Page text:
We also found that two natural compounds, ginkgolic acids and grifolin, activated FXR. Grifolin was first isolated as an antibiotic constituent of a mushroom, Grifola confluens (Hirata and Nakanishi, 1949). In 1992, it was reported that grifolin decreased liver cholesterol content, plasma total cholesterol levels, and plasma (very low-density lipoprotein (VLDL) + low-density lipoprotein (LDL)) cholesterol levels, and increased plasma high-density lipoprotein (HDL) cholesterol and plasma triglyceride levels (Sugiyama et al., 1992). It has been suggested that the effect of grifolin might be elicited, at least in part, by the augmented excretion of cholesterol into the faces (Sugiyama et al., 1994). On the other hand, FXR controls the expression of critical genes in bile acid and cholesterol homeostasis. In fact, FXR-null mice show elevated serum cholesterol and triglyceride levels (Sinal et al., 2000), and an FXR agonist has been shown to reduce serum triglyceride levels (Maloney et al., 2000). Moreover, FXR induces the expression of the gene of PLTP, which plays a role in HDL metabolism (Urizar et al., 2000). It seems that the cholesterol-lowering and HDL-cholesterol-increasing effects of grifolin are related to FXR activation, although grifolin's enhancement of triglyceride production was not consistent with its down-regulation of FXR agonists.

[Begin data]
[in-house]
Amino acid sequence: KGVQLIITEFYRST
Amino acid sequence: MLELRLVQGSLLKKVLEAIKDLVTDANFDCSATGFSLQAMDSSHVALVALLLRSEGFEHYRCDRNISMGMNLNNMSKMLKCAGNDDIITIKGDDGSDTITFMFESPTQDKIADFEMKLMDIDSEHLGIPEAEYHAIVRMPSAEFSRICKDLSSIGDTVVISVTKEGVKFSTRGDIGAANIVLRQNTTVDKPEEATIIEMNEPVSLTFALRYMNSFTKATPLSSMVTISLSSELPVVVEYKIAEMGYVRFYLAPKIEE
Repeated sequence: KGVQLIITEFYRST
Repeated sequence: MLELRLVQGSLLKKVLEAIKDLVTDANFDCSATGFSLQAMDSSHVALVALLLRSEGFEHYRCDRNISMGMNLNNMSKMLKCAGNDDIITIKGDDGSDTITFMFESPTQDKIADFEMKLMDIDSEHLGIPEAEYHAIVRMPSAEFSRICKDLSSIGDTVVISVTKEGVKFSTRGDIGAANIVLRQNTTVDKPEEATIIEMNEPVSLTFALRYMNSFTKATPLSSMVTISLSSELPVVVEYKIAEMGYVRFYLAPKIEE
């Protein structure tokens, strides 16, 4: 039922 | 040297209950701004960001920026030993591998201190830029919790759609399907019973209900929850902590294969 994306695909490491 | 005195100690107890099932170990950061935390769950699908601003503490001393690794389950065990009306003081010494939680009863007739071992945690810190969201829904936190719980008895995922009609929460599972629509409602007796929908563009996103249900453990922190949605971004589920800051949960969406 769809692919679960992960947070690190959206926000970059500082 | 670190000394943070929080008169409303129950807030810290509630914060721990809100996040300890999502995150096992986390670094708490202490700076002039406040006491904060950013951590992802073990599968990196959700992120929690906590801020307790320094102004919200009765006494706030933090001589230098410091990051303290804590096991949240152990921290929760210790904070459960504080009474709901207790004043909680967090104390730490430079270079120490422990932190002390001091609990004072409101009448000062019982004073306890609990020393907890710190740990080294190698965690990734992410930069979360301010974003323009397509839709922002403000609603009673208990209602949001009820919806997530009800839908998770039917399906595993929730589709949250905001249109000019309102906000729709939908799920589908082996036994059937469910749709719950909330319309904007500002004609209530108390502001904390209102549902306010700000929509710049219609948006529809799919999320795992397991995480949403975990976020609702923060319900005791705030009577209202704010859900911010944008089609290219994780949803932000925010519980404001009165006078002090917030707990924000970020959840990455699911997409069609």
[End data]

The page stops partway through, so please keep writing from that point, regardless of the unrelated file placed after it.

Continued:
The FXR agonists found in this study are all non-steroidal compounds, whereas the well-known ligand of FXR, bile acid, is a steroidal one. The common characteristic of the structure of the ligands is their long carbon chains (i.e., geranyl, farnesyl and pentadecenyl), and farnesol has been shown to be a FXR ligand (Forman et al., 1995). However, aspects of the structures other than the carbon chains also appear to be important for FXR activation, because geraniol, a constituent compound of geranyl caffeate, has been reported not to activate FXR (Forman et al., 1995), and the methylated compound of ginkgolic acid 15:1 had no potency for FXR activation in the present study.